Filming in L.A. Soars 15% in 2010

Sitcoms, reality shows and the California tax credit helped attract new business.


Thanks to California’s Film and Television Tax Credit, on-location filming in the Los Angeles area surged in the final quarter of 2010, and film, TV and commercial production increased nearly 15 percent for all of 2010 over the 2009 figures.
Commercial production posted the biggest year-to-year increase, rising by 28.1 percent. On-location feature production logged a year-over-year gain of 8.1 percent, and TV production was up 11.9 percent.
FilmL.A., the non-profit organization that coordinates permits for on-location shoots in the city of Los Angeles, unincorporated parts of Los Angeles County and other local jurisdictions, issued its annual report Tuesday. In all, FilmL.A. recorded 43,646 permitted production days in 2010, compared to 37,979 in 2009.
Feature production surged by 28.1 percent in the fourth quarter of 2010 versus the fourth quarter of 2009. FilmL.A. attributed the increase in filming to the California tax credit, which the California Film Commission estimates has brought $2 billion in direct spending into California communities since it was launched in mid-2009.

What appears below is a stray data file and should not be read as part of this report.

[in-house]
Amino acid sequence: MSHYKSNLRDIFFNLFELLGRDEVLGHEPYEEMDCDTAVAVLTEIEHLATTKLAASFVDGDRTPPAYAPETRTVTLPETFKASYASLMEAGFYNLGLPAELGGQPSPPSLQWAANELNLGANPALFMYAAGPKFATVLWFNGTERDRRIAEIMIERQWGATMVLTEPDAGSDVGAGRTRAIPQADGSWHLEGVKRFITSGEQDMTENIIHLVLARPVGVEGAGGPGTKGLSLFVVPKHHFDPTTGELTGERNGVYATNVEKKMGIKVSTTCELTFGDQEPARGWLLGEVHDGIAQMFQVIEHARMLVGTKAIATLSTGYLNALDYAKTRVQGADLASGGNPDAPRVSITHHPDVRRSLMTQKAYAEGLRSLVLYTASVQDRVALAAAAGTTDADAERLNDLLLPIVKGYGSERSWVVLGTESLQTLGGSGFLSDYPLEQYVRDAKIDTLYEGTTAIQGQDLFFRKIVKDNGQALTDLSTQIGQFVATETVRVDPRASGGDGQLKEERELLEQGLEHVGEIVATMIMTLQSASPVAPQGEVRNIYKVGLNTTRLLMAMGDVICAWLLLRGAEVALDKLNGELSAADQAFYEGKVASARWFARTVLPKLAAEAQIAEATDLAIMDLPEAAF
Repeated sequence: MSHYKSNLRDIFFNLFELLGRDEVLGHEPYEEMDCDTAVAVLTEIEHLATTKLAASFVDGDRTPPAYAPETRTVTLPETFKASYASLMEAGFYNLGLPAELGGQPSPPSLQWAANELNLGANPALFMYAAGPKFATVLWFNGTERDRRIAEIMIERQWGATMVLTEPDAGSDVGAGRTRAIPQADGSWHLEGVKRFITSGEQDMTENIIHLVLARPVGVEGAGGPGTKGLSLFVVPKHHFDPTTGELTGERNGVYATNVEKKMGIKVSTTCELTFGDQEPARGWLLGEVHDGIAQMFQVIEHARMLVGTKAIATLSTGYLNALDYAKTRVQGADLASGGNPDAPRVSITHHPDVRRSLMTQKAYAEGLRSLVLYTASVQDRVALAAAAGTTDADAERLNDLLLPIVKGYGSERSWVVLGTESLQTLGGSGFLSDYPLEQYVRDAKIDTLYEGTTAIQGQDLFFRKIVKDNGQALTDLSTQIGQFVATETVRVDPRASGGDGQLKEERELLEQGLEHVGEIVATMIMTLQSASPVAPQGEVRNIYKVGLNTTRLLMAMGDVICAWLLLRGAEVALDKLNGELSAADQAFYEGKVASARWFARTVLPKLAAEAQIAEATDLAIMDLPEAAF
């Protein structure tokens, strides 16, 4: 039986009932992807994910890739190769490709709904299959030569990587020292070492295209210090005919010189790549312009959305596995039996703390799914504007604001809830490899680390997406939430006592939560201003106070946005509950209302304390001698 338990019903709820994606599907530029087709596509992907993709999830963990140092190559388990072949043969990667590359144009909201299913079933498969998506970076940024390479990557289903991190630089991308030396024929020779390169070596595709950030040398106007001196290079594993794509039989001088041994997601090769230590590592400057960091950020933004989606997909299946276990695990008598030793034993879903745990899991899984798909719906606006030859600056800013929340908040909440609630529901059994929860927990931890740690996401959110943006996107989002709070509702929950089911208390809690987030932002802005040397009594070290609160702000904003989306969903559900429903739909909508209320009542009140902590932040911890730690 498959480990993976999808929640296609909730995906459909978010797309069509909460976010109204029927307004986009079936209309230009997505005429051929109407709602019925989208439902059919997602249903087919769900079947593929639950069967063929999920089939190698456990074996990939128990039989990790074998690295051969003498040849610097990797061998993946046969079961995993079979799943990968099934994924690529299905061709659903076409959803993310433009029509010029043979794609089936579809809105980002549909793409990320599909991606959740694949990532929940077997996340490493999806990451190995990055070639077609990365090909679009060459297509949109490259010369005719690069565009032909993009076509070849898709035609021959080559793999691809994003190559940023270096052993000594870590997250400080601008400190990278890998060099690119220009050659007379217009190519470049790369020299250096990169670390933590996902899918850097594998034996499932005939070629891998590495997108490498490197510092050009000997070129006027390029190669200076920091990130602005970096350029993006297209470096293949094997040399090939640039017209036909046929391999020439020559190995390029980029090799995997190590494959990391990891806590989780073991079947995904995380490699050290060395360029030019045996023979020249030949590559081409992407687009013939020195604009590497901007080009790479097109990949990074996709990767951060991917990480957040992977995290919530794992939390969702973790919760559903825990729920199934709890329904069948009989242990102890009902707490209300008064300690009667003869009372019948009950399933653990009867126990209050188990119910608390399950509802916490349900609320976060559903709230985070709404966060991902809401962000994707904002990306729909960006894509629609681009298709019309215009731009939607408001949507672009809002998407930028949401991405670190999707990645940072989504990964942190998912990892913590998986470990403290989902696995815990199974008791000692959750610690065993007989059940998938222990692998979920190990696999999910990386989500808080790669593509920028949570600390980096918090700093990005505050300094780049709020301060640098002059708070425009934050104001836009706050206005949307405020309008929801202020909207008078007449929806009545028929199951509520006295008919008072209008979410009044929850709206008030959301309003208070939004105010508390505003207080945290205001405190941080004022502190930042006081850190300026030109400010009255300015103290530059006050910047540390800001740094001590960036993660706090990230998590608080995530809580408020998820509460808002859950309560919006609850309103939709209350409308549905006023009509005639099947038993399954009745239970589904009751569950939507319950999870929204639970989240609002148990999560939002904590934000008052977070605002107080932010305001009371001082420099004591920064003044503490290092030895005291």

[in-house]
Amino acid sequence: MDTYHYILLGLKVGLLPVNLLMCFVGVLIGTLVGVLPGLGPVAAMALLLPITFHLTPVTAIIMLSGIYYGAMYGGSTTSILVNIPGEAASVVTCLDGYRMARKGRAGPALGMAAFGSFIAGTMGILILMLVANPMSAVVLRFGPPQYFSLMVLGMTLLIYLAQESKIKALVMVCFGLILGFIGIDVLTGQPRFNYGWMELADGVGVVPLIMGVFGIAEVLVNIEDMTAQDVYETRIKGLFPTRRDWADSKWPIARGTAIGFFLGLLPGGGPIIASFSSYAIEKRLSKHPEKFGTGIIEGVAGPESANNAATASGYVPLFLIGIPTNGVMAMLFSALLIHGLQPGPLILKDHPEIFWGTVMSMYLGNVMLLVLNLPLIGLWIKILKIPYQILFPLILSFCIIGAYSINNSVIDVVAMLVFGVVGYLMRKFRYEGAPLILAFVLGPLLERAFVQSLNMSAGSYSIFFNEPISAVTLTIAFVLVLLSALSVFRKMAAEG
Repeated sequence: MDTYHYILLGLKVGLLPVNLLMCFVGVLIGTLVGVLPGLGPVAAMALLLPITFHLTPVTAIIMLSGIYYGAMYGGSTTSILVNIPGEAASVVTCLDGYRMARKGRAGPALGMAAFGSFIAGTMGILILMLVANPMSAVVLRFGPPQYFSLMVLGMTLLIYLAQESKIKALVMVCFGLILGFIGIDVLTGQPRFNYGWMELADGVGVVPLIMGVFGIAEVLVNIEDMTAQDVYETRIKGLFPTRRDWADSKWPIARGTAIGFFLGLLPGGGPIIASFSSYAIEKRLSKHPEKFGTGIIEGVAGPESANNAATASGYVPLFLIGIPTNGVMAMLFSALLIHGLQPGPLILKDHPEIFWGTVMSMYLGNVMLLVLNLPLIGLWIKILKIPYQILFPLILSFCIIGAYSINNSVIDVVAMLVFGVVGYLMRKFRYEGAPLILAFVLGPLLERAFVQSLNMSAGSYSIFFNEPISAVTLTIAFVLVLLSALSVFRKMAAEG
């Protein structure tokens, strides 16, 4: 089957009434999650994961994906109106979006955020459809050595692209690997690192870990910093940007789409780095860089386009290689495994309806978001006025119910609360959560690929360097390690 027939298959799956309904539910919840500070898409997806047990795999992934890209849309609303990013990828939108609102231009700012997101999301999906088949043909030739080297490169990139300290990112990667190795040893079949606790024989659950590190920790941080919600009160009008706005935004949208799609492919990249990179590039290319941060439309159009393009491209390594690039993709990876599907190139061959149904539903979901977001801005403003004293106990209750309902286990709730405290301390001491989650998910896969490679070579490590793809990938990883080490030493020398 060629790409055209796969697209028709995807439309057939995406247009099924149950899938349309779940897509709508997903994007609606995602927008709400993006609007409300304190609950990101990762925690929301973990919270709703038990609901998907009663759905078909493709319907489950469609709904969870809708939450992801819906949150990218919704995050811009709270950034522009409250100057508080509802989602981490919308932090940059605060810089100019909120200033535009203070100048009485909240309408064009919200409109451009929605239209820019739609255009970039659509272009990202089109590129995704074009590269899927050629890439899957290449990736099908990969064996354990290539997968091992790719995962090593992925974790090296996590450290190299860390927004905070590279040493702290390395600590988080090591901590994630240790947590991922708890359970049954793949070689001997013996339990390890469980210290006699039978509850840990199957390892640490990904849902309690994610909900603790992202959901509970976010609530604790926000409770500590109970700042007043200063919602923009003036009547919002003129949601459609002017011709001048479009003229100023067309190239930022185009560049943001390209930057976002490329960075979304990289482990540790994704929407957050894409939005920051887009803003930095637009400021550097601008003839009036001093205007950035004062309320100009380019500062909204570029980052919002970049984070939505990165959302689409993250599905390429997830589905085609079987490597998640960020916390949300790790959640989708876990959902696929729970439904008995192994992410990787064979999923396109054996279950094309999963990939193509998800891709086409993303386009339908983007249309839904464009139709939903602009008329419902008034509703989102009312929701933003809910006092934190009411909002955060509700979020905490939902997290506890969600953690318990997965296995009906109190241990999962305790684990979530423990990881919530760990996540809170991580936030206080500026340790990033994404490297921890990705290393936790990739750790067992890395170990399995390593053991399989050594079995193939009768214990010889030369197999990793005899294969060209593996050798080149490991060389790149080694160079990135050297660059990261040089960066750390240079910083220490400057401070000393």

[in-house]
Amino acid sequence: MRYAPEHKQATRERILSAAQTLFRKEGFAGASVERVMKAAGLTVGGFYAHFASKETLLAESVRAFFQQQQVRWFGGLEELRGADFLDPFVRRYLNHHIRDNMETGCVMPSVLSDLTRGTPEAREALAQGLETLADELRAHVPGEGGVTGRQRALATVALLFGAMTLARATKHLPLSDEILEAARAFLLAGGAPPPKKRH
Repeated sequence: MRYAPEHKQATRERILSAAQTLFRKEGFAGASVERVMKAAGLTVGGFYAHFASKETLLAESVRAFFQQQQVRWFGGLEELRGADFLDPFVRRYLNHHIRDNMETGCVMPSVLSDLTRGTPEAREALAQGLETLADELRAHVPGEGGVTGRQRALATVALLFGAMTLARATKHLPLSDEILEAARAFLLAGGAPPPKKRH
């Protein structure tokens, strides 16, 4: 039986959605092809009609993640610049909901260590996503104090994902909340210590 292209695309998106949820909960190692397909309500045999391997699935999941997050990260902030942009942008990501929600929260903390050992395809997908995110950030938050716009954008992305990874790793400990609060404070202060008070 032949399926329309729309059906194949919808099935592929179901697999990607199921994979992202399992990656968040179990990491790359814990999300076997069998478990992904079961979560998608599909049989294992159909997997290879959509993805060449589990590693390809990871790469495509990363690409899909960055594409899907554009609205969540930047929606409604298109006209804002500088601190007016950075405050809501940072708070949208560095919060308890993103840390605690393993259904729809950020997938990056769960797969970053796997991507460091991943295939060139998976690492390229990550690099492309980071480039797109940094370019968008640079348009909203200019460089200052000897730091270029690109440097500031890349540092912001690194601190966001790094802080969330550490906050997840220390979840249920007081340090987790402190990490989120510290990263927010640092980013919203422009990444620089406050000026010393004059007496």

In 2010, the program was responsible for 26% of the local film production in L.A.
TV production posted a fourth quarter gain of 49.9 percent versus the same quarter in 2009. The two TV categories that saw the biggest increase were sitcoms and reality shows, while both dramas (many of which shifted onto studio lots) and TV pilots were down. Incentive-qualifying productions made up just 2.6 percent of L.A.’s on-location TV filming in 2010.
While the commercials category had a weak fourth quarter, commercials’ annual increase of 28.1 percent was the category’s largest year-over-year increase since tracking began in 1993. “The uptick in numbers clearly reflects the reality that the advertising industry is rebounding nicely from one of its greatest slumps in history,” Matt Miller, president and CEO, Assn. of Independent Commercial Producers, said.
Surveying the increase in production over the three categories, Film L.A. president Paul Audley said, “On balance, the numbers are positive, and I am cautiously optimistic about 2011. Hopefully, with FilmL.A.’s new Film Works’ marketing campaign and the California Film & Television Tax Credit, our state and region will win back entertainment projects and jobs once taken for granted.”